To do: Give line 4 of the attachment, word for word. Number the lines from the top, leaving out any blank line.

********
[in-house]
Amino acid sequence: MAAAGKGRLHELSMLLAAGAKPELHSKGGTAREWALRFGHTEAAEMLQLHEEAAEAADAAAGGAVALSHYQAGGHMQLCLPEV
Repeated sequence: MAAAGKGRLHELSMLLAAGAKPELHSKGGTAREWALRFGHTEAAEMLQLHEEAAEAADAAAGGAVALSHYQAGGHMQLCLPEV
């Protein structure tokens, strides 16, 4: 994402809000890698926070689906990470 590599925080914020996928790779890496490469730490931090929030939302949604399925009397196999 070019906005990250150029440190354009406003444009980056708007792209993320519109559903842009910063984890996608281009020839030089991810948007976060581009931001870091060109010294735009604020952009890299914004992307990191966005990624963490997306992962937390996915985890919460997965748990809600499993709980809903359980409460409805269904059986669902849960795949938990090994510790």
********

């Protein structure tokens, strides 16, 4: 994402809000890698926070689906990470 590599925080914020996928790779890496490469730490931090929030939302949604399925009397196999 070019906005990250150029440190354009406003444009980056708007792209993320519109559903842009910063984890996608281009020839030089991810948007976060581009931001870091060109010294735009604020952009890299914004992307990191966005990624963490997306992962937390996915985890919460997965748990809600499993709980809903359980409460409805269904059986669902849960795949938990090994510790």